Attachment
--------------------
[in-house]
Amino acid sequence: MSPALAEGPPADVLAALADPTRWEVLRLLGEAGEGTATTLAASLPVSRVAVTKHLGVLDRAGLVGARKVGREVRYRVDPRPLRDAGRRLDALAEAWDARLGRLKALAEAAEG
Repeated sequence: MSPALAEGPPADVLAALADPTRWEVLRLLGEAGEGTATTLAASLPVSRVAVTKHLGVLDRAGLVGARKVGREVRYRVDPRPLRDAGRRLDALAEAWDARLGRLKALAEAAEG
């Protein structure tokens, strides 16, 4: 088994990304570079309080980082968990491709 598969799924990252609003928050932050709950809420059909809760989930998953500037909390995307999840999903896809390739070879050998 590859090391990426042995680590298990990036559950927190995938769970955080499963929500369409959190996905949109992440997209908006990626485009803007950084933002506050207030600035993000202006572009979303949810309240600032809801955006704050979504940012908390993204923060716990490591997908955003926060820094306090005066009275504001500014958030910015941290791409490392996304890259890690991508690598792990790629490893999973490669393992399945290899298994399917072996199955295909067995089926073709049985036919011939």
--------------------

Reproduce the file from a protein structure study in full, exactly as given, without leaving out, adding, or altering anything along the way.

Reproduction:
[in-house]
Amino acid sequence: MSPALAEGPPADVLAALADPTRWEVLRLLGEAGEGTATTLAASLPVSRVAVTKHLGVLDRAGLVGARKVGREVRYRVDPRPLRDAGRRLDALAEAWDARLGRLKALAEAAEG
Repeated sequence: MSPALAEGPPADVLAALADPTRWEVLRLLGEAGEGTATTLAASLPVSRVAVTKHLGVLDRAGLVGARKVGREVRYRVDPRPLRDAGRRLDALAEAWDARLGRLKALAEAAEG
């Protein structure tokens, strides 16, 4: 088994990304570079309080980082968990491709 598969799924990252609003928050932050709950809420059909809760989930998953500037909390995307999840999903896809390739070879050998 590859090391990426042995680590298990990036559950927190995938769970955080499963929500369409959190996905949109992440997209908006990626485009803007950084933002506050207030600035993000202006572009979303949810309240600032809801955006704050979504940012908390993204923060716990490591997908955003926060820094306090005066009275504001500014958030910015941290791409490392996304890259890690991508690598792990790629490893999973490669393992399945290899298994399917072996199955295909067995089926073709049985036919011939």